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Little Red Robin Hood
(Inspired by Chad Orzel)

The boy ran through the forest in a peculiar way for a wayward child. Periodically he would stop, hide, and wait to ensure he wasn't followed. Twice, he ran past a large boulder only to carefully double-back over his own steps, brush off his shoes, and then climb over the boulders for a few hundred yards. Occasionally, he would whistle a strange bird call-like whistle.

At last, he came to a clearing where three dozen men, women, and children cooked, washed, and camped. A large man wearing a white woolen tunic, greyed with use in the forest, was sitting on a log trimming his tonsure. The Cistercian looked up at the new arrival and greeted him "What news, Young Richard?".

Catching his breath, the boy said "Word in town is that Sir Roger is expecting his steward to return from London tomorrow with over 10 pounds in copper and silver coin from selling his tenants wool. This will be a great time to strike at the Bou--, bourzw--, uh --"

"The rich, boy, just call them the rich." Tuck sighed. Robin had obviously been talking to Young Richard. For himself, he found the evangelical councils he had undertaken to be sufficient cause to take up the task of helping the poor regain wealth taken from them by their lords in rent and taxes. He didn't understand Robin's need to talk of politics, of class (whatever that was), and to use french terms -- incorrectly, in Tuck's mind -- to refer to the rich and poor.

A small man, shorter even than Young Richard, entered the clearing dressed in green leathers. "What luck this news. With knowledge of when the money is coming, we will be able to further this glorious revolution and redistribute the ill-gotten wealth back to the workers who earned it. Sleep well, lads, for tomorrow we reclaim the labors of the vast Proletariat!"

With that, he grabbed his bow from his camp, and headed off into the forest to hunt dinner for his men.

A man, dressed in darkened red clothes, came up to the outlawed friar. "I hate it when he gets like that. What was Robin saying this time?".

Tuck sighed, "He said tomorrow we are, once again, going to rob from the rich to give to the poor. That's all you need to know for now."

Later that evening, Tuck and the rest of the merry band were sitting around the camp fire. Robin was talking about how he viewed them living and working as a group. Tuck was not surprised when they they turned to him to explain, in plain terms, what Robin was talking about. "He means that we should live like I did in Fountains Abbey. Each of us should forsake the accumulation of earthly goods and work, as a group, towards the upkeep and betterment of the group as a whole."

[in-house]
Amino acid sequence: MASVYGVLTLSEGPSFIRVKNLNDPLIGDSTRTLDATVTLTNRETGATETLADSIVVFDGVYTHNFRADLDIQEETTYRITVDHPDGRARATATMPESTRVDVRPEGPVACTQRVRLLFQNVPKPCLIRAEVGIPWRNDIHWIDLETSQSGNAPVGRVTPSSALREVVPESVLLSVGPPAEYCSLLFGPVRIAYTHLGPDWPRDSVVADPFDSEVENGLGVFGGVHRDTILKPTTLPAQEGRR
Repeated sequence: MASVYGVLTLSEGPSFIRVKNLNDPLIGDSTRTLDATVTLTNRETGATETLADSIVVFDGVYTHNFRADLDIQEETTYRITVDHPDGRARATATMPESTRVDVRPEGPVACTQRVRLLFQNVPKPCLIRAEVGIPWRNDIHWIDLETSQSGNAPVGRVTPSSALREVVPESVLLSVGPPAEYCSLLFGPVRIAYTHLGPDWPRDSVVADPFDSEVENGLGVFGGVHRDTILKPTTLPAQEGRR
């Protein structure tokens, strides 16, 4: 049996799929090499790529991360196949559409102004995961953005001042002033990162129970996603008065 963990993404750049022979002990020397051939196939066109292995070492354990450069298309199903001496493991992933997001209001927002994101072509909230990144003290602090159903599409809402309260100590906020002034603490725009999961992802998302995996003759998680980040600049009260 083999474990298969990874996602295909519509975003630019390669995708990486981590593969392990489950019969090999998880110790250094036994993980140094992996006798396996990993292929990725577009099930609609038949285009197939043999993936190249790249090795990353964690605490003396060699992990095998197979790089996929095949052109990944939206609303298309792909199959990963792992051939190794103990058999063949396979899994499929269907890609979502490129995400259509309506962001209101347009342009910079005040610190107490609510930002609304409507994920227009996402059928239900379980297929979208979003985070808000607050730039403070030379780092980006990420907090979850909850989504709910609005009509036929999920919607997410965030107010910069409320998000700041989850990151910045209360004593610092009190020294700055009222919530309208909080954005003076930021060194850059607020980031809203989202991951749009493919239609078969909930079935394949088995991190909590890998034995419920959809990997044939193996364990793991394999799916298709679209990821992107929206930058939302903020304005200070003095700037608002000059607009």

"Almost, good Friar, but with a crucial difference. Where your abbey was ruled by the Abbot, I propose that the communal farms, workshops, and villages we will live and work in be ruled by consensus, or failing that, democratic debate and voting."

Tuck knew disagreeing with his friend would be pointless. He knew, from experience, that it didn't work that way. He had watched the bickering, he had attended countless committees, he had seen how weak the Abbot was in running the Abbey. He had watched as Friar Thomas had taken advantage of his "green thumb" to get the best cell, a softer cot, and linens to wear under his tunic -- and how the Abbot looked the other way at these transgressions. He knew, from bitter experience, how much the monks depended upon and overworked the novices. While he admired the vision Robin had, his disgust at seeing how it actually worked was one of the major reasons he left the abbey those many years ago.

Tuck settled in to sleep for the night. Tonight he'd sleep, tomorrow he'd steal from the rich, the day after they'd give to the poor, and perhaps soon Robin will get over his current obsession. He can only hope.

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You know, some say puns are the lowest form of humor. By mixing it with a shaggy dog, you've reached new depths.

can't escape the politics these centuries

good take on the myth. You may remember the Mutch, the millers son, was part of that band.

can't escape the politics these centuries

good take on the myth. You may remember that Mutch, the millers son, was part of that band.

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